Starleen sent the beads from my second day of lampworking class. I have to tell you that it is taking a lot of self-confidence for me to post these! Lampwork takes a lot of practice and I have very little experience. So, for the sake of showing progress (I hope), I'm posting my beginner beads. I hope that telling you why I have made certain shapes and styles will help qualify what would otherwise be horrifying beads. To those who could care less how beads are made and all the possibilities herein, you may stop reading now lest you get that glazed look in your eyes.
The top row has a couple of lentil beads I made when learning how to use a bead press. There are all kinds of shapes and sizes to squish your molten glass into, and I think my first press is going to be a combo from Zoozi's. I can't resist a 2-for-1 bargain. The third bead on the top row was a study on how dark ivory reacts with intense black stringer. The next row, left bead, is me practicing with a new kind of glass from Rocio that is supposed to make swirly blues and greens in a reducing (low oxygen) flame. Otherwise it's ugly army green, and I got a lot of that. The bead to its right is a study on how turquoise transparent reacts with dark ivory to basically outline the turquoise in black. Very sharp. The third row has more studies of color reactions. The middle and far-right bead have silver foil melted in for extra sparkle and reactivity. The white bead (second from right) has dots of silver plum which gets a luster finish in a reducing flame.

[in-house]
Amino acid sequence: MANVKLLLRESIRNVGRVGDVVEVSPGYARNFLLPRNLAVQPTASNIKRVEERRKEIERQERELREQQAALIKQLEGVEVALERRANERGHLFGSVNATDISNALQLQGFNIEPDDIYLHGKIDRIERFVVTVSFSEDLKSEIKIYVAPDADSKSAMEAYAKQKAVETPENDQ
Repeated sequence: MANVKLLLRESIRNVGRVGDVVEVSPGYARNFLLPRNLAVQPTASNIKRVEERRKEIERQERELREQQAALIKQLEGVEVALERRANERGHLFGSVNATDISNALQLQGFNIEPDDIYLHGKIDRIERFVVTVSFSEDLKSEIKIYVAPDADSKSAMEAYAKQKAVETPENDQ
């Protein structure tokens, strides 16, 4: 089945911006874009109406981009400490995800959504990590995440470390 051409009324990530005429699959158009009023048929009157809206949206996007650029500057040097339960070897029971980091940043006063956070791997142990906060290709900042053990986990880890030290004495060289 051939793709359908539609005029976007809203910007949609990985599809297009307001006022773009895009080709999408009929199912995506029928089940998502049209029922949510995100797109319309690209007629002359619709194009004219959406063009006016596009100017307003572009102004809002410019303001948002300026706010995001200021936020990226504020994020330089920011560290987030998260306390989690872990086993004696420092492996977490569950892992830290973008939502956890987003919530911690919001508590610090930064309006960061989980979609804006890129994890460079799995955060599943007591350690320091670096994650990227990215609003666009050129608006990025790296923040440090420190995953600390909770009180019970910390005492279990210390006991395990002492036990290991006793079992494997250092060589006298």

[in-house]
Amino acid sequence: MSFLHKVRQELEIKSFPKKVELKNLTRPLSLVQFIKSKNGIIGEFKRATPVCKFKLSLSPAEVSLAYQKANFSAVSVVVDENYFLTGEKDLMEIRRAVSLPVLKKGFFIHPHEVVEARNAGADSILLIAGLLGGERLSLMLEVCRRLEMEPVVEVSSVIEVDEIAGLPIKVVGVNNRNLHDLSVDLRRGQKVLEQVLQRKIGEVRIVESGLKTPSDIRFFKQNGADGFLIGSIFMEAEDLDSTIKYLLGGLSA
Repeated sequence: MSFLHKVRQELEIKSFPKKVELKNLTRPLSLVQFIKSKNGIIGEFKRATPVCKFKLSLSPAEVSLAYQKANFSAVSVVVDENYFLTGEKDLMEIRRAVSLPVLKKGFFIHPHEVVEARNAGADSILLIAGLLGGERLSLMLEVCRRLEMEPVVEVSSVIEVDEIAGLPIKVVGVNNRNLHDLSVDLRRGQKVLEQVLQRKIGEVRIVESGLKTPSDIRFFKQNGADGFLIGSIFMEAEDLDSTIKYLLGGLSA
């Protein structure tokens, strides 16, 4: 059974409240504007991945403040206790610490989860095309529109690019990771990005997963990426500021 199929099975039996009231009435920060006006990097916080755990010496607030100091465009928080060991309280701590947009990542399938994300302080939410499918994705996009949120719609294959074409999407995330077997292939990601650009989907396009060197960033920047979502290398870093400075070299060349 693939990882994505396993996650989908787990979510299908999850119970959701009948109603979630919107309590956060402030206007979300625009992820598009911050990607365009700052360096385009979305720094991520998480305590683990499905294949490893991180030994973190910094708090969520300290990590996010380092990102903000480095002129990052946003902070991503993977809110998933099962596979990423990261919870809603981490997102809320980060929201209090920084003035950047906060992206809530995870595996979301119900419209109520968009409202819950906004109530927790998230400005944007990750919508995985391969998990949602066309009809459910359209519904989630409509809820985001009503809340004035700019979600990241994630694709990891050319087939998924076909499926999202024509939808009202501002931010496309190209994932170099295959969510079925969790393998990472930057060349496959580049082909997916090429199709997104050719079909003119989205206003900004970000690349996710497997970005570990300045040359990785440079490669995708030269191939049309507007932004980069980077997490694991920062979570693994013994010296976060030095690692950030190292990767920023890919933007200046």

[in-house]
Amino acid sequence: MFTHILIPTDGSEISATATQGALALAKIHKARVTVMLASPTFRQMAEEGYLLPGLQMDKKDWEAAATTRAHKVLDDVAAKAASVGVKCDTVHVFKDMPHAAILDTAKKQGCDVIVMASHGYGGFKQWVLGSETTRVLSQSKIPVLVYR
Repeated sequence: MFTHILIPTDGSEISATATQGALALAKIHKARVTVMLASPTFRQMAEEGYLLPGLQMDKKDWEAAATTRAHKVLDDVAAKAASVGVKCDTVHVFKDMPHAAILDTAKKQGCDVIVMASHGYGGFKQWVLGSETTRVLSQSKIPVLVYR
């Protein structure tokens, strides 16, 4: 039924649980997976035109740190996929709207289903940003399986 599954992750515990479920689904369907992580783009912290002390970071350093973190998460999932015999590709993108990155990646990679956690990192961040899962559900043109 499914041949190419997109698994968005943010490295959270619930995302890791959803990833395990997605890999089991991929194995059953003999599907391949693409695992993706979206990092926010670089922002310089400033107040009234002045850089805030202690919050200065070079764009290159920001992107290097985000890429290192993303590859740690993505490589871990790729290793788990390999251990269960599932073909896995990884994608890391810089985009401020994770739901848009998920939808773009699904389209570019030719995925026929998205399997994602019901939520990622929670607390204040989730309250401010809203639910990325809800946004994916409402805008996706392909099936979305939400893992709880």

I torched a little in my lampwork studio tonight. I just sold a bracelet with what I call ice cube beads and, although I understood for a while how they're made, I wanted to try it. They are annealing in the kiln, so I'll post pictures when they're cooled.